grievance and disciplinary procedures. LRCFT, LRCEA, LRSA, SIEU contracts. Board policies
address ethics in hiring and encourage recruitment of personnel with high standards of conduct.
Employee grievances are few and those relating to ethical issues fewer still. District wide, in the
last four years, there have been only three faculty grievances. Grievances are generally resolved
at the lowest level, reflecting a college commitment to dispute resolution through the interest
based approach. Interview with Ann Aaker 9-26-08.
III.A.2. The institution maintains a sufficient number of qualified faculty with full-time
responsibility to the institution. The institution has a sufficient number of staff and
administrators with appropriate preparation and experience to provide the administrative
services necessary to support the institution's mission and purposes.
In Fall, 2002, there were 294 FTE full time faculty and 170.6 (FTE) part time (adjunct) faculty.
SCC Self Study for Accreditation, 2003. In Fall, 2008, there were 338 FTE full time faculty and
273 FTE part time faculty. SCC Staff Demographic Data, Fall 2008. The number of faculty
positions requested each year is determined through an analysis by the department chair and
manager of the full-time staffing strengths and weaknesses of the department. This needs
analysis is documented in unit plans. Unit Plan Template. The process for allocating faculty
positions by area takes place at the college level where the VPI or VPSS, the president and the
senate officers consult as to the final number and ranking of positions. Faculty Hiring Manual,
p. 3-4; Interview with Connie Zuercher 9-23-08; Interview with Debbie Travis 9-29-08. College
VPIs meet at the district to discuss individual college’s needs for growth, replacement, and
parity. VPIs recognize the needs of sister campuses, including new campuses and programs, or
shifts in service needs. In a collaborative process the VPIs negotiate an equitable distribution of
positions to each campus. The number of faculty positions is ultimately determined by funding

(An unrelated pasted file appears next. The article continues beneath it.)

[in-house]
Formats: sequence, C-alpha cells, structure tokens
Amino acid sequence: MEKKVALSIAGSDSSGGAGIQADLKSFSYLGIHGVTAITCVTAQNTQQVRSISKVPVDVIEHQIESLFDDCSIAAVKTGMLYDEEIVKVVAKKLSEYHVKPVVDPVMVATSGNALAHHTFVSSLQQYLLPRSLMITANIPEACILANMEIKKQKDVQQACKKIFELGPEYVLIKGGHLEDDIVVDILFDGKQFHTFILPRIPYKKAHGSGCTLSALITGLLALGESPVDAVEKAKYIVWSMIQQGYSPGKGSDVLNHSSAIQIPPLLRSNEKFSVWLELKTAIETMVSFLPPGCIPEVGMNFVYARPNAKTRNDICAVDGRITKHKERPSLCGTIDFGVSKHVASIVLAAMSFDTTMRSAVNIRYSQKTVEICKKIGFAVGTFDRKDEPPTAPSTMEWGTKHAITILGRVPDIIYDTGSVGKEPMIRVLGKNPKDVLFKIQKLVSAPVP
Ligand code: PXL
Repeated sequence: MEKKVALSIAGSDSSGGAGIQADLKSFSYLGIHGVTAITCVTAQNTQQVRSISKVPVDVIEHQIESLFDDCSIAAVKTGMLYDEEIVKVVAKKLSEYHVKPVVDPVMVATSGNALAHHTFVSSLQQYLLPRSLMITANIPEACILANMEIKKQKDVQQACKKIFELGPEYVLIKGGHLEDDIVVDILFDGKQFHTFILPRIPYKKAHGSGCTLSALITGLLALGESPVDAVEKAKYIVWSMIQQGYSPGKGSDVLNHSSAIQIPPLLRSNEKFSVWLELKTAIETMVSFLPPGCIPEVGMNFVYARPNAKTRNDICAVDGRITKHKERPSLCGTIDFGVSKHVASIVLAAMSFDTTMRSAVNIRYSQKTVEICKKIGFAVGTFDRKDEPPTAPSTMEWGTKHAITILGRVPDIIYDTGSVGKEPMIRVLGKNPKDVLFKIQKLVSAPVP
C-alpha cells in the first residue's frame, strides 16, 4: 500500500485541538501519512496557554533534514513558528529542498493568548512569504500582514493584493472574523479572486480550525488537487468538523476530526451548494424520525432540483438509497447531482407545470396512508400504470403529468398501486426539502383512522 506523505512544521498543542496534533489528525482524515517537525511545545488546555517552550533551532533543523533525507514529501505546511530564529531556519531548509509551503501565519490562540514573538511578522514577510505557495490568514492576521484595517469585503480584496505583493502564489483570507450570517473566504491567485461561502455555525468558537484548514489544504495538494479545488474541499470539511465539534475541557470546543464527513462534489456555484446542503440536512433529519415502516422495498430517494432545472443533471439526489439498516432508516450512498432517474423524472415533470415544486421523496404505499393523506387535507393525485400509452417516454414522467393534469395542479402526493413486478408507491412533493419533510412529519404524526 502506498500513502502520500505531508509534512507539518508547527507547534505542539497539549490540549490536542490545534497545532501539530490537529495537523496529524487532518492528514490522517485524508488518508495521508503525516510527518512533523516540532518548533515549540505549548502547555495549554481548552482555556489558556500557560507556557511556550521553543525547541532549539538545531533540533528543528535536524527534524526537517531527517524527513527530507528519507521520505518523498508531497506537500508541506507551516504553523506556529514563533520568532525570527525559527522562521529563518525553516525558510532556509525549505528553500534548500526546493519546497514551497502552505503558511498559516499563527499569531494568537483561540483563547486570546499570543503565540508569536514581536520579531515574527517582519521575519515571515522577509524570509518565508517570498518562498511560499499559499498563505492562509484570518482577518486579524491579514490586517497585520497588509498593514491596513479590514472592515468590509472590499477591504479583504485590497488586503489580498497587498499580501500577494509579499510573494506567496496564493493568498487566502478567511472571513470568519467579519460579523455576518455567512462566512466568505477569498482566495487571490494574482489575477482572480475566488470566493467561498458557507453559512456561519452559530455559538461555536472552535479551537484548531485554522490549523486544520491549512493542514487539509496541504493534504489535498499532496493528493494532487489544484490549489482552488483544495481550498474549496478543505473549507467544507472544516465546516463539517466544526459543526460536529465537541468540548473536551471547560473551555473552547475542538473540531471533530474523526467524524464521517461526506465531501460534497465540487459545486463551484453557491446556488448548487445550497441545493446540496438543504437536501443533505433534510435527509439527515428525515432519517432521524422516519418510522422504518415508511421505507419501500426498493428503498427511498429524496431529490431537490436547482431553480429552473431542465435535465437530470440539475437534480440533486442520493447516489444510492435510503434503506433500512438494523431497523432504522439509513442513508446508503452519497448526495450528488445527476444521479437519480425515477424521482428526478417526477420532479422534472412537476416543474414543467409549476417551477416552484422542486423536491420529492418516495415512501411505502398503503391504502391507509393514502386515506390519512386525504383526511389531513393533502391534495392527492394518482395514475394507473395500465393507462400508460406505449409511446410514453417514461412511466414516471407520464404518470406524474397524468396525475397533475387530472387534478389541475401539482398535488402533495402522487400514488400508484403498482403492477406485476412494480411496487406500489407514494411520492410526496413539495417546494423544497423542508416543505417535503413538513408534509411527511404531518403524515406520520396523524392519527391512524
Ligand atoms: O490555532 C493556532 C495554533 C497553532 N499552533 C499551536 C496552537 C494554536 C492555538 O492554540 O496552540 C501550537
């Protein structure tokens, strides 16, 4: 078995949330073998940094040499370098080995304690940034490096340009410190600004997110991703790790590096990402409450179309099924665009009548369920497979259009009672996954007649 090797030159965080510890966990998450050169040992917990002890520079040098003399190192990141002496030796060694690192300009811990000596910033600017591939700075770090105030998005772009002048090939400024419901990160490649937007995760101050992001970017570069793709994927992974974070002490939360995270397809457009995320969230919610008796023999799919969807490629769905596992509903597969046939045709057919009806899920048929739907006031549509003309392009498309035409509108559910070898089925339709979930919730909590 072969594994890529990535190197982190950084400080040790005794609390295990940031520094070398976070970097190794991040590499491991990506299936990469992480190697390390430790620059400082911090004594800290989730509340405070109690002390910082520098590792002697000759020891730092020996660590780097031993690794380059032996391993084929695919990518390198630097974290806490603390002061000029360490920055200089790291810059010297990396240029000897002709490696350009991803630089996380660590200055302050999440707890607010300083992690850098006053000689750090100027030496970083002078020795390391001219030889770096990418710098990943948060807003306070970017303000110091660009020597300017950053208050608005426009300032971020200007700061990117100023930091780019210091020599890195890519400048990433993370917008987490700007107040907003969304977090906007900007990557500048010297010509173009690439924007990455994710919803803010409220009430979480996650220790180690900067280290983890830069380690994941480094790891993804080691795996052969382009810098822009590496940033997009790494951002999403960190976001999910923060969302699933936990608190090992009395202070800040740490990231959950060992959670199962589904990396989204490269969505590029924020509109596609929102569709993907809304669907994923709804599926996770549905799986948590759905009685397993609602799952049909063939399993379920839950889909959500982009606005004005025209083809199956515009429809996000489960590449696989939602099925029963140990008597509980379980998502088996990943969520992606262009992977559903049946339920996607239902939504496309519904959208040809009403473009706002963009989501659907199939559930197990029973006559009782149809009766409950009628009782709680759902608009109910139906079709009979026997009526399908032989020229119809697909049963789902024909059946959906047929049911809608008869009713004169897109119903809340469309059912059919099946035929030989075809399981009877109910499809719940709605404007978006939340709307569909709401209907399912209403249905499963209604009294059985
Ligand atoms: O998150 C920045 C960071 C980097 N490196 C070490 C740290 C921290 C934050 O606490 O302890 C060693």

available to the district. Interview with Ann Aaker 9-26-08.
The District Fiscal Services Office, with input from the VPIs and Human Resources, follows
established, reviewed, and updated guidelines for the purpose of assuring compliance and
understanding of staffing responsibilities. This document is titled “Guidelines for Authorizing
New and Replacement Faculty Positions – State Compliance Information for Faculty
Replacement.” Currently, the District does exceed our compliance number and intends to
continue to do so. This information about staffing and compliance is reported annually to the
Board of Trustees and LRCFT. Guidelines for Authorizing New and Replacement Positions –
State Compliance Information for Faculty Replacement, cited in District Human Resources
Program Review, Standard III.
In Fall, 2002, there were 256 classified staff members at Sacramento City College. SCC Self
Study for Accreditation, 2003. In Fall, 2008, the number was 280. SCC Demographic Data,
Fall 2008. Requests for classified positions start with the Unit Plan Process and emerge through
requests for new positions from the VPA’s office. Unit Plan Template. The Classified Senate,
the President’s executive staff, and the President quantify and rank the list of position
requests. Eligibility Requirements: (Institutional Planning and Evaluation) Written, current
institutional plans that describe ways in which the institution will achieve its educational goals.
The District determines how much FTE will be allocated for new classified positions, using
established formulas for staffing levels for various facilities functions, as well as previously
negotiated formulas for allotting funds for classified positions, and data on funding levels from
local and state sources. VPAs from each college then meet in a collaborative process to
determine how this FTE will be distributed which new positions across the district will be
approved. Interview with Ann Aaker 9-26-08.
Each fiscal year of the LRCEA contract agreement, the LRCEA and the District shall each select
four representatives to serve on the Joint Job Classification Review Committee. LRCEA and the
District shall meet to review and discuss select classification families and the job classification